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Researchers Learn to Control Graphene with Lasers

May 13, 2015

Linda Vu, +1 510 495 2402, lvu@lbl.gov

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Image by Michael Sentef, Max Planck Institute for the Structure and Dynamics of Matter.

New numerical simulations by Berkeley Lab Alvarez Fellow Alexander Kemper and his colleagues at Stanford University reveal how the quantum properties of graphene can be manipulated at ultrafast timescales with femtosecond laser pulses.  This work opens a new area of research, where scientists can tune and control material properties with optical laser pulses.

“What’s exciting about these simulations is that we are looking at the constituent properties of matter at their proper timescales. Electrons live at femtosecond time scales, and we can now study how their properties are affected at this timescale,” says Kemper.  “By illuminating them with ultrafast lasers, we can control their conduction properties, with exciting prospects for future devices based on this concept, for example by creating ultrafast switches in a spin-based version of electronic circuits.”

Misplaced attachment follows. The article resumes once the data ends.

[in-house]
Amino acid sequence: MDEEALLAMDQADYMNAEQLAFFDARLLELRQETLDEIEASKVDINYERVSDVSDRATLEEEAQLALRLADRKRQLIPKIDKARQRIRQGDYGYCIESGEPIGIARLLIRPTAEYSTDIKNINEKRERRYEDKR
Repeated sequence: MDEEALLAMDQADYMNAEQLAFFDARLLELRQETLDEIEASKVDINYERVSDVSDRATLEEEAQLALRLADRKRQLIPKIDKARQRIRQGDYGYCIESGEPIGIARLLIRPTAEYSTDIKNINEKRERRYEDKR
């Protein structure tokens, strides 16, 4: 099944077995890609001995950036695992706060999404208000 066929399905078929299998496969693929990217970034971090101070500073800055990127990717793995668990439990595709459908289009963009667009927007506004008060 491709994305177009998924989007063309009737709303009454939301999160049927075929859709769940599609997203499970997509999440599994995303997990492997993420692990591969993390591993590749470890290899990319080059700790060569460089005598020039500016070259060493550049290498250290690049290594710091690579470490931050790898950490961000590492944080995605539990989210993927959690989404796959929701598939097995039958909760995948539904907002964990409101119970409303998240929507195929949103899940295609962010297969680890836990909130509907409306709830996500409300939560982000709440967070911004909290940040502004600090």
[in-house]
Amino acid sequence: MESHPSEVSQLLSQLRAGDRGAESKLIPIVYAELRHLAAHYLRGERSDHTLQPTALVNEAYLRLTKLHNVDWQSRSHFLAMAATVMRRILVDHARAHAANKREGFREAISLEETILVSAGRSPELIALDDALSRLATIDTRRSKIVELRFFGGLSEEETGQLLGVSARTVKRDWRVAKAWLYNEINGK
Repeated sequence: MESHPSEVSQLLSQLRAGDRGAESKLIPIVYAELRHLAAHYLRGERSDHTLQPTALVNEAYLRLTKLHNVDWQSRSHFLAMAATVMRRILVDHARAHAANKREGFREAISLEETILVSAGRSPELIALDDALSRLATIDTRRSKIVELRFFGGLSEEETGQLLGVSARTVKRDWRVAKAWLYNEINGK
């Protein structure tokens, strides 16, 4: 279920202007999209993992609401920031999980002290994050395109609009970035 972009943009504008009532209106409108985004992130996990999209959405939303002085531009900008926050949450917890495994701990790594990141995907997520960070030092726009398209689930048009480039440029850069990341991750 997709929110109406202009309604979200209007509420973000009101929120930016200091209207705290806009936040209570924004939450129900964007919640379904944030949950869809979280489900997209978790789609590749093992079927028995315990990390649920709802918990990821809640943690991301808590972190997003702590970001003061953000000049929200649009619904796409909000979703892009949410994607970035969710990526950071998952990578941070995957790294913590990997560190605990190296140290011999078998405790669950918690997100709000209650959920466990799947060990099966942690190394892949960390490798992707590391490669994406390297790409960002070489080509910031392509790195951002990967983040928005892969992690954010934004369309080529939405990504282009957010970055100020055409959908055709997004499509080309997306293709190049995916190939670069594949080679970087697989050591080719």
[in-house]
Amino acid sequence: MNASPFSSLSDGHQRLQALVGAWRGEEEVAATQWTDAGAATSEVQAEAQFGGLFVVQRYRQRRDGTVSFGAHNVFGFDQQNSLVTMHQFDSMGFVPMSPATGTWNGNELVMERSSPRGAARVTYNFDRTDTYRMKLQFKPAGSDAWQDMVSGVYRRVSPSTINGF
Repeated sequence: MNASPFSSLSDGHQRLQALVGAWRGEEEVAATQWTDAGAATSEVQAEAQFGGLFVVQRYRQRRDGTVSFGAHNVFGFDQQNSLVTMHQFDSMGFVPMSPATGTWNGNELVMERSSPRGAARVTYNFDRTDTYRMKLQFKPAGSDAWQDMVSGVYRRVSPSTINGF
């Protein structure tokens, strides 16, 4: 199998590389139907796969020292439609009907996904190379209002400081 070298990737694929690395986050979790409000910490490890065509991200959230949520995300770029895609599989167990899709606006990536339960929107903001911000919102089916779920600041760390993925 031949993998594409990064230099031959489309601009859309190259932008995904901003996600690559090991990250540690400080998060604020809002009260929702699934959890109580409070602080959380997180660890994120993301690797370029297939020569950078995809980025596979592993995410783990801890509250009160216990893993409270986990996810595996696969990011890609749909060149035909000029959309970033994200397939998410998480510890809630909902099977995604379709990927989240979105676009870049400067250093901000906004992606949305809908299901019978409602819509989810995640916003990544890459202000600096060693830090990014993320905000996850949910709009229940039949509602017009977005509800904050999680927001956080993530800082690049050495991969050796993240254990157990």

The team’s work was recently published in Nature Communications.


About Computing Sciences at Berkeley Lab

High performance computing plays a critical role in scientific discovery. Researchers increasingly rely on advances in computer science, mathematics, computational science, data science, and large-scale computing and networking to increase our understanding of ourselves, our planet, and our universe. Berkeley Lab’s Computing Sciences Area researches, develops, and deploys new foundations, tools, and technologies to meet these needs and to advance research across a broad range of scientific disciplines.

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